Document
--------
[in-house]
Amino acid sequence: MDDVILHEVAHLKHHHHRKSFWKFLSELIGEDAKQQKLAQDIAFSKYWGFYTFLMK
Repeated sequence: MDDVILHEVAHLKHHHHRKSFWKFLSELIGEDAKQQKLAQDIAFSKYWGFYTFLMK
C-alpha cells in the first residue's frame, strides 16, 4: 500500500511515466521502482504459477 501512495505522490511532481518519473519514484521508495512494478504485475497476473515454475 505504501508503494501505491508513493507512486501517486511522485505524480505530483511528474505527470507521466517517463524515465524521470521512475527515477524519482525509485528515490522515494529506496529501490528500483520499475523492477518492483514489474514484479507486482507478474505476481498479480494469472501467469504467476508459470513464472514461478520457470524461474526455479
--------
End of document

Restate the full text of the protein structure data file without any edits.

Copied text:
[in-house]
Amino acid sequence: MDDVILHEVAHLKHHHHRKSFWKFLSELIGEDAKQQKLAQDIAFSKYWGFYTFLMK
Repeated sequence: MDDVILHEVAHLKHHHHRKSFWKFLSELIGEDAKQQKLAQDIAFSKYWGFYTFLMK
C-alpha cells in the first residue's frame, strides 16, 4: 500500500511515466521502482504459477 501512495505522490511532481518519473519514484521508495512494478504485475497476473515454475 505504501508503494501505491508513493507512486501517486511522485505524480505530483511528474505527470507521466517517463524515465524521470521512475527515477524519482525509485528515490522515494529506496529501490528500483520499475523492477518492483514489474514484479507486482507478474505476481498479480494469472501467469504467476508459470513464472514461478520457470524461474526455479